Well, OK, except for the sour orange margaritas. Those are totally new. I’m pretty sure the Calusa didn’t have triple sec.

Detours & Diversions – The Citrus Place: A Slice of Orange Heaven

Florida is the third largest beef-producing state east of the Mississippi. We grow most of the houseplants sold in the country. The Sunshine Stateleads the world, certainly, in theme parks. Oranges, however, are Florida’s liquid gold. 80% of America’s orange juice comes from Florida, and Florida is the world’s top grapefruit producer.
How, exactly, though, are oranges (or grapefruit or orange juice) a detour or a diversion? Well, up until relatively recently in Pinellas history, citrus fans could tour Orange Blossom Groves on US 19 and watch as conveyor belts sorted oranges as they came into the plant from the expansive grove behind it. They could then proceed to a separate tasting room to taste fresh-squeezed Florida orange juice. Sadly, those days are gone. However, just south of the Sunshine Skyway The Citrus Place still trades in liquid gold.
WHAT: Ben Tillett opened The Citrus Place in the 1970s as a “You Pick” grapefruit business. When citrus canker struck his groves a few years later he could only allow workers to go into the groves. The Citrus Place became a packing house and ultimately progressed to a packing and shipping business. Today, the Tillett family still owns the grove and the shop in front that sells citrus, juice, jams, jellies, and fruit sections.
WHY: Even citrus growers admit that the Florida citrus industry is coughing a death rattle, despite what the Florida Department of Citrus’ marketing says. Tropicana and Minute Maid get much of their juice from Brazil.
Tasting fresh Florida juice, much less unpasteurized and locally grown and squeezed juice, will be something people tell their grandchildren about, not something they take their grandchildren to do. If you’ve never tried fresh- truly fresh- juice, you might not know what you’re missing. Go find out.
WHOBen and his wife Vera work the grove and shop with their son, Sid, and two other employees.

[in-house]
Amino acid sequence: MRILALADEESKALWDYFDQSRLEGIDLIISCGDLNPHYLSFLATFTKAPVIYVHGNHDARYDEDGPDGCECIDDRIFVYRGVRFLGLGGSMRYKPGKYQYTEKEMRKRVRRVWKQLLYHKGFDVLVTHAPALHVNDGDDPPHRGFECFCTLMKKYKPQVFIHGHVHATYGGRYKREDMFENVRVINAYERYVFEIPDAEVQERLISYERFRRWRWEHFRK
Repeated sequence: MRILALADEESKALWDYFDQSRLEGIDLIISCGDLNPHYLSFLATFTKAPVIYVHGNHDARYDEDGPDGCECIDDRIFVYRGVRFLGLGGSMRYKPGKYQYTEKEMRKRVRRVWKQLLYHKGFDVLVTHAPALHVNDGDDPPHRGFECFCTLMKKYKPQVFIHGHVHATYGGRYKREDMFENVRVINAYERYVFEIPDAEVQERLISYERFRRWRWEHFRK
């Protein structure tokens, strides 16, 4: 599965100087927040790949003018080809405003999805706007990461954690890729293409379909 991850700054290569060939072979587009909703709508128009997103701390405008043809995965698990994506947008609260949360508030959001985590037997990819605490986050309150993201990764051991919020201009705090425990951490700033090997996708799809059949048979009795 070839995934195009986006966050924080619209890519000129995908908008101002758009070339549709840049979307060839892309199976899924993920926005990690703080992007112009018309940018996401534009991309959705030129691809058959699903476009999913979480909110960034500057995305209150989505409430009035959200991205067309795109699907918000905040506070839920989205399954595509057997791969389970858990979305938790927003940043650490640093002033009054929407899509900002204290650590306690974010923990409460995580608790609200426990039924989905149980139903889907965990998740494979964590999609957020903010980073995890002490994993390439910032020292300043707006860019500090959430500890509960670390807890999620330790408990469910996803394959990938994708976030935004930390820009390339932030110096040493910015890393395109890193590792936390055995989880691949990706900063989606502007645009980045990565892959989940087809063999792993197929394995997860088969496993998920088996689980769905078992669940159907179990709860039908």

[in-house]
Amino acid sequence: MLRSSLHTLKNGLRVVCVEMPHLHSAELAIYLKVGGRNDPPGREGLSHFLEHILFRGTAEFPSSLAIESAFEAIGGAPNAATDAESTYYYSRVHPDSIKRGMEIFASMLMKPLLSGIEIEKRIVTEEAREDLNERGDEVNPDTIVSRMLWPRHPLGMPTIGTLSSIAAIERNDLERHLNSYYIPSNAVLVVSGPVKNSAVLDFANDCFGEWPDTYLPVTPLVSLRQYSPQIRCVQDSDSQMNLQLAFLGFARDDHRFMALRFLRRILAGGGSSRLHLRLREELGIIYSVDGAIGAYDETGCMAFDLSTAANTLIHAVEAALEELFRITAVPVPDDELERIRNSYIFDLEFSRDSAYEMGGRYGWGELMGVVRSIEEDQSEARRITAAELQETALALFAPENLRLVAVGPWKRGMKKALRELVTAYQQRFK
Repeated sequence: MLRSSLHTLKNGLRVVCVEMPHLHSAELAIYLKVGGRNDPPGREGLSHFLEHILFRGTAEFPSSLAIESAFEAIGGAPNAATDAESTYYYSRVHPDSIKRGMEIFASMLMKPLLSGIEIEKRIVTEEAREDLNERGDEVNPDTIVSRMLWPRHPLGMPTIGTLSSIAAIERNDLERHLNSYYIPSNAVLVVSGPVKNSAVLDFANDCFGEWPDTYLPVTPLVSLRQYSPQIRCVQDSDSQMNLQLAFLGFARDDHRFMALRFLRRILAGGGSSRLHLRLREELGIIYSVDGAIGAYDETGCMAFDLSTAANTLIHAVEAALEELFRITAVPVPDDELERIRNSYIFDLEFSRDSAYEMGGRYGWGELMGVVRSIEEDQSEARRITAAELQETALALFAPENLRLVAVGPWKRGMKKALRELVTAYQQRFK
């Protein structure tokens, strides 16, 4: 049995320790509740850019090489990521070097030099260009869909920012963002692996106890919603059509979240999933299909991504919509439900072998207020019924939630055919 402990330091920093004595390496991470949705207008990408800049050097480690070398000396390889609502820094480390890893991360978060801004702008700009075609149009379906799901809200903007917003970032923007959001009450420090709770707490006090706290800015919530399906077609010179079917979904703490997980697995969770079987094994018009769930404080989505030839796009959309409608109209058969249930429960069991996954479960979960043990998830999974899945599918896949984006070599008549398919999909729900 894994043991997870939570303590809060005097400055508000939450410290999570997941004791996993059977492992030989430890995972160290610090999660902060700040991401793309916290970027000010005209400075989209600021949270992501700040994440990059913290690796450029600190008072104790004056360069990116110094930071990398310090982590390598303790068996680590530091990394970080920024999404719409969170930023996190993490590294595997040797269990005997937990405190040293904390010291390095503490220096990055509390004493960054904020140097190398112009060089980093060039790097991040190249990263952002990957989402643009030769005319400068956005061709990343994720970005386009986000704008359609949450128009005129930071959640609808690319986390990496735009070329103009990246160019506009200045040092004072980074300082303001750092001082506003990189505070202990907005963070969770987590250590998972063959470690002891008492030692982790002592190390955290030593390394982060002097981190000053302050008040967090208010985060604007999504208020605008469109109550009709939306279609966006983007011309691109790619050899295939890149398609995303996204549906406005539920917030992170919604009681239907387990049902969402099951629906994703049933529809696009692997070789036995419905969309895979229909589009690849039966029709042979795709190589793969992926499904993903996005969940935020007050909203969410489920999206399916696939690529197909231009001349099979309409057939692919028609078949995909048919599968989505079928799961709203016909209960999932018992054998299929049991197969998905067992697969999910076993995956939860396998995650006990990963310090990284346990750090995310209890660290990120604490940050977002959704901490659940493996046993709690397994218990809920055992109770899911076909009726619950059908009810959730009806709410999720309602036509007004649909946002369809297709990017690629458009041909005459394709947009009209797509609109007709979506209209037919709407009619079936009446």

WHEN: The Citrus Place is open from 8:30 a.m. to 5:30 p.m. Monday through Saturday.
WHERE: Find The Citrus Place at 7200 US 19 in Terra Ceia. They’re a 20-minute (roughly) drive from the south end of 275. Take 275 south  over the Sunshine Skyway to the first exit, US 19, and bear right. It’s your very first left or your next U-turn. If you can’t make it across the Sunshine Skyway and need your orange juice fix, you can get their juice at the Bayway Country Store (on the Bayway heading towards Tierra Verde, 867-7507.)
BEST part: The juice. While it probably doesn’t taste like liquid gold, it’s how liquid gold should taste. It’s worth the short drive for a free sample and the opportunity to buy some to bring home.
WORST part: Oddly, the oranges don’t come from the grove behind the shop anymore, but the Tillett family still gets their citrus from Florida: Odessa and Parrish. Similarly, the days of picking your own citrus or watching the huge sorting machine do its work are also gone, but the juice is still there, very fresh and still tasting like Florida’s “liquid gold.”
The Citrus Place is a storefront and doesn’t charge admission, although they do offer free samples of juice and fresh fruit sections. Call them at (941) 722-6745 with questions or requests. Cash only.
He’s just so HAPPY you’re here.